People are being urged to check their wallets to see if they have one of four £5 notes with a microscopic engraving of Jane Austen.
Artist and micro-engraver Graham Short has drawn miniature portraits of the 18th-century author on the new polymer notes and put them into circulation over the weekend.
He also engraved quotes from Austen’s novels onto the notes – which could be worth up to £50,000.
The engravings, which are next to Big Ben on the holographic foil, are invisible to the naked eye and can only be seen in certain lights.
Mr Short spent two weeks working on each note and then “casually” put each note into circulation.
He said he only works between midnight and 5am to reduce the traffic noise from outside and binds his right arm to a chair to stop unnecessary body movement.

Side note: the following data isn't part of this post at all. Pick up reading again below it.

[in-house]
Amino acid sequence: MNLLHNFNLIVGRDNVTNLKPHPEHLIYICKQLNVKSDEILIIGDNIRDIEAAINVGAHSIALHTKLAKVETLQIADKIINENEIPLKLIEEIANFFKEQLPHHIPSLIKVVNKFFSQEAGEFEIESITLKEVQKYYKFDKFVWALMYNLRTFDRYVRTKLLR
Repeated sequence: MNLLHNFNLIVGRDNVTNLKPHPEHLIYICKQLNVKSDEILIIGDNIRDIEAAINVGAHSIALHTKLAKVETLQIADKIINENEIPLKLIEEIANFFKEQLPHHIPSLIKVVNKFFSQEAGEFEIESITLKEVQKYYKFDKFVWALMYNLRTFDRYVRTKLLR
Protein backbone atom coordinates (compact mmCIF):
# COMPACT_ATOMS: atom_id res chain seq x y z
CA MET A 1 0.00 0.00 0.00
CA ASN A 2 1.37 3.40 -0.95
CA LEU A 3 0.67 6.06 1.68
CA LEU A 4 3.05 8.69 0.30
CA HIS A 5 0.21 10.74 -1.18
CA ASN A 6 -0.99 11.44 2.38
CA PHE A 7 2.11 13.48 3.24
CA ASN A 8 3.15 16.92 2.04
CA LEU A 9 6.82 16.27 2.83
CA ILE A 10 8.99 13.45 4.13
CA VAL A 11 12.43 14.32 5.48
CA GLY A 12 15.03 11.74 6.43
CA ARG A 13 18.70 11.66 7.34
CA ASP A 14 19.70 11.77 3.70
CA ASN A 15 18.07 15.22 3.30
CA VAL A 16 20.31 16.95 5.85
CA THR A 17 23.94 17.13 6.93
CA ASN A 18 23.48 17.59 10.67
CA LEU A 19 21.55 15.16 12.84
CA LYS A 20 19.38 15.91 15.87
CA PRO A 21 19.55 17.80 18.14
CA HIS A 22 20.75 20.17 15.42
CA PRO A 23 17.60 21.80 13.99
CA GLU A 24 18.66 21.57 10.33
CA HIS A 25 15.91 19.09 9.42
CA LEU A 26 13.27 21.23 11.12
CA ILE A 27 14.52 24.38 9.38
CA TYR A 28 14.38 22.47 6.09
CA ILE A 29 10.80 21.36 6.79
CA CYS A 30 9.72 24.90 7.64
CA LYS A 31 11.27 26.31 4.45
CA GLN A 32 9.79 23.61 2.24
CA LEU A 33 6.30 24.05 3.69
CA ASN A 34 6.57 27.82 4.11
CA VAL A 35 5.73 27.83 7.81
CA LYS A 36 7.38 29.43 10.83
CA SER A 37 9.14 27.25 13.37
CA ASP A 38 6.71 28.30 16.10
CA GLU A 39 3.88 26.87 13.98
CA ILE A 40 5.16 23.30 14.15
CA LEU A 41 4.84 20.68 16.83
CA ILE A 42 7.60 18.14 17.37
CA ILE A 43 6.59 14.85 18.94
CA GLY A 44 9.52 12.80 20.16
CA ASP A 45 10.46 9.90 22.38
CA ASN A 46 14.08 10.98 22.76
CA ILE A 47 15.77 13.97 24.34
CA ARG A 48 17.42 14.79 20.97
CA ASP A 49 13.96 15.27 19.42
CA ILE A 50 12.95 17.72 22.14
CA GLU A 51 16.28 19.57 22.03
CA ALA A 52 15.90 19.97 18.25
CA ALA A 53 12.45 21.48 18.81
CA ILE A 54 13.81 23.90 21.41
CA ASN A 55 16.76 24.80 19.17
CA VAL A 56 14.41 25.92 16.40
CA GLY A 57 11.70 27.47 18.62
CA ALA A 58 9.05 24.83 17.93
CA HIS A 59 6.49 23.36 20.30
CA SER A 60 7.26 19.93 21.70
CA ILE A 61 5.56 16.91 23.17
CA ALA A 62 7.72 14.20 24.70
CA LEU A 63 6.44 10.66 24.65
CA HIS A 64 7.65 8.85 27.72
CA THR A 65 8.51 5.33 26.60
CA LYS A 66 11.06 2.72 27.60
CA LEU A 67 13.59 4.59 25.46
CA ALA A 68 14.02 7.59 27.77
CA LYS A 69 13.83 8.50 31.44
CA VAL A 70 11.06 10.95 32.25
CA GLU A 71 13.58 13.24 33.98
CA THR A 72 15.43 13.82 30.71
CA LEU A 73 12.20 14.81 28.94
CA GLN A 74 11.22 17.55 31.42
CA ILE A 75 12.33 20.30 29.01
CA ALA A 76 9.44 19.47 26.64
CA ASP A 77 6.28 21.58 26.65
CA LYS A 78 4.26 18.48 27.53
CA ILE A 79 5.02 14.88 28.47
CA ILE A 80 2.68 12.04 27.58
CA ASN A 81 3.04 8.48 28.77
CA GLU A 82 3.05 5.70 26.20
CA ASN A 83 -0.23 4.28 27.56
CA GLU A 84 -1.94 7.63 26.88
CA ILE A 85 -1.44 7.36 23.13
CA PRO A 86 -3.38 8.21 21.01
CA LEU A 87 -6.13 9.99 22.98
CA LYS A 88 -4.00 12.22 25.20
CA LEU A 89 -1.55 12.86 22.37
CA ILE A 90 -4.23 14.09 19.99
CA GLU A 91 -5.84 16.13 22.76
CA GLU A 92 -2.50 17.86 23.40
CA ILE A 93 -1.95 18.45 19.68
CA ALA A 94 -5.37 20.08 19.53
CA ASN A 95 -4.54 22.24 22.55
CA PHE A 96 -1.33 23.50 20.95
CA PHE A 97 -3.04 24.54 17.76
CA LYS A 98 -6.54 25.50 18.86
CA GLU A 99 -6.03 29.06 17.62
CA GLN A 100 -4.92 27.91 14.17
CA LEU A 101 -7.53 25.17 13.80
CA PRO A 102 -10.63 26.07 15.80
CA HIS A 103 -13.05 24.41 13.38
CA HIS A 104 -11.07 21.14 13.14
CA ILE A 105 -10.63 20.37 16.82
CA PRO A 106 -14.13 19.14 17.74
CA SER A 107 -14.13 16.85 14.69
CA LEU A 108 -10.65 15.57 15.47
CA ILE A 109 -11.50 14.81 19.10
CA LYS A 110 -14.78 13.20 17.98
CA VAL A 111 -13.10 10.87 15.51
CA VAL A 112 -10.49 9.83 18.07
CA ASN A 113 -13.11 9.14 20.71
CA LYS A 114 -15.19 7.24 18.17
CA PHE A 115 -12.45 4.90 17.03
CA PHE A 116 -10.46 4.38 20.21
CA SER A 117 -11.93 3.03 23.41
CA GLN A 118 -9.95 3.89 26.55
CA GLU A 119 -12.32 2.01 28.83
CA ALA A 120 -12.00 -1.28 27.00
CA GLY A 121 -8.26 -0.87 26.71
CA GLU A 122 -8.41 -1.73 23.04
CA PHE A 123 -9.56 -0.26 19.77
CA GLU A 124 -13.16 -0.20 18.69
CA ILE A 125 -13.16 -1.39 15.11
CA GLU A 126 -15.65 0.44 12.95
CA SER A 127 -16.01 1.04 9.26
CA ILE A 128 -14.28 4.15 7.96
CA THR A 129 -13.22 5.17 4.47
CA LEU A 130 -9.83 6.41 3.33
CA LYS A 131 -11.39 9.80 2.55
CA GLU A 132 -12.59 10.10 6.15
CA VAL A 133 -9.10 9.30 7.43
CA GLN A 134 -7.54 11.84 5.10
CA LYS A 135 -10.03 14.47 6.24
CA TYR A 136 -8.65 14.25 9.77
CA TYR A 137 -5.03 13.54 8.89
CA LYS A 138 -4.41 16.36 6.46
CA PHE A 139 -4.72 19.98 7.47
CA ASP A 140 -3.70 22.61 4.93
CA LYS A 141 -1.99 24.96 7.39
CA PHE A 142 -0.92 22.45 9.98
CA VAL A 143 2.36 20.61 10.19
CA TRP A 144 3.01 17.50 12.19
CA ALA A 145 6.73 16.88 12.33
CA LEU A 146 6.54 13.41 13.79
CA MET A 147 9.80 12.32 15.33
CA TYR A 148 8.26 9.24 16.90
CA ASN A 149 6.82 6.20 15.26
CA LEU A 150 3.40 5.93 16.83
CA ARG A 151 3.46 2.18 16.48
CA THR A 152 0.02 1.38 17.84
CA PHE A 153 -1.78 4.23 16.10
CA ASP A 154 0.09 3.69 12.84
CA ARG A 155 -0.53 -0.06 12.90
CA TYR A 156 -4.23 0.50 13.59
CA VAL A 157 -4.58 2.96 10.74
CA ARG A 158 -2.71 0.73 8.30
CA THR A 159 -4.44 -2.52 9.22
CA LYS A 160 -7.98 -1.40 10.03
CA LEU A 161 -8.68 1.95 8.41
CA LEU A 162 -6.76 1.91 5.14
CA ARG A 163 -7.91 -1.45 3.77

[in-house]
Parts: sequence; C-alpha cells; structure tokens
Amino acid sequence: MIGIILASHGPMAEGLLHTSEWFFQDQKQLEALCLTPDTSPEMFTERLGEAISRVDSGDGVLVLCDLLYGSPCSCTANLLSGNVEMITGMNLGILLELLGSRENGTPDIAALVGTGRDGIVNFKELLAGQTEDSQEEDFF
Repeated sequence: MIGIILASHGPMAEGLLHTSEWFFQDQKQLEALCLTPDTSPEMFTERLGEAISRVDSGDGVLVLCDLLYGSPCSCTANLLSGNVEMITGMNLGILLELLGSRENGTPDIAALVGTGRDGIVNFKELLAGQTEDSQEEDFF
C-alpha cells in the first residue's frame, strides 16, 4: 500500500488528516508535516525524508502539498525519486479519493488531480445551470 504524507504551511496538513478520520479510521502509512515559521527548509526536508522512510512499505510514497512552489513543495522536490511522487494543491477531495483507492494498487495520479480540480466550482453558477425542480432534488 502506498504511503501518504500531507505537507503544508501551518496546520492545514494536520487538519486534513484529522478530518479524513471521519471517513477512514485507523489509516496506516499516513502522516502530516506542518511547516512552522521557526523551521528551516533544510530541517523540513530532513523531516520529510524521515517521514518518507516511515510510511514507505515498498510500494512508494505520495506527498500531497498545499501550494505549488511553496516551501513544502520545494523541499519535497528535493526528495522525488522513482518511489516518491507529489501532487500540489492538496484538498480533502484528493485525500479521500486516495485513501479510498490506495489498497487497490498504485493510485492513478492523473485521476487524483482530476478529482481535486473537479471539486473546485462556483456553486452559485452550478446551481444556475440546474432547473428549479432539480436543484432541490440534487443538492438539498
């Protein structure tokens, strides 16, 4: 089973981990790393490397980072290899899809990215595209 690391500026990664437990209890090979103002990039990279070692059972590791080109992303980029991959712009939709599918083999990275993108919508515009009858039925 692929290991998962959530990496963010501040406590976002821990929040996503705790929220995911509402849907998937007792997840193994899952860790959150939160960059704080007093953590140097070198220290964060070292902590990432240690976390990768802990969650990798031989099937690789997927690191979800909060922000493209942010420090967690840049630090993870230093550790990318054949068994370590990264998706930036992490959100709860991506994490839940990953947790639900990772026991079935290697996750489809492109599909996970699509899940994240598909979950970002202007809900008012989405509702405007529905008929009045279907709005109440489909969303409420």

"When I saw the new £5 note, I thought, 'Wouldn't it be good if I could engrave something on it.'
"I didn't know what at first, but then I found out that next year is going to be the 200th anniversary of Jane Austen's death and her image is also going to be on the new £10 note, which is coming out next year, so it ties in quite nicely with that.”
He said he was not sure what they were worth but a similar work was insured for £50,000.
His previous work, a picture of the Queen’s head on a speck of gold the size of the eye of a needle, recently sold for £100,000.
But Mr Short's latest project could get him into trouble with the law as it is technically an offence to deface a banknote.
Under the Currency & Banknotes Act 1928, it is illegal to print, write or impress words, letters or symbols onto notes issued by the Bank of England.
In 1994 two members of the electronica band The KLF burnt £1m and nailed another million in £50 to a wall. They were allowed to burn the notes – as destroying currency is legal – but were fined £9,000 for defacing the money on the wall, the Daily Mail reported.
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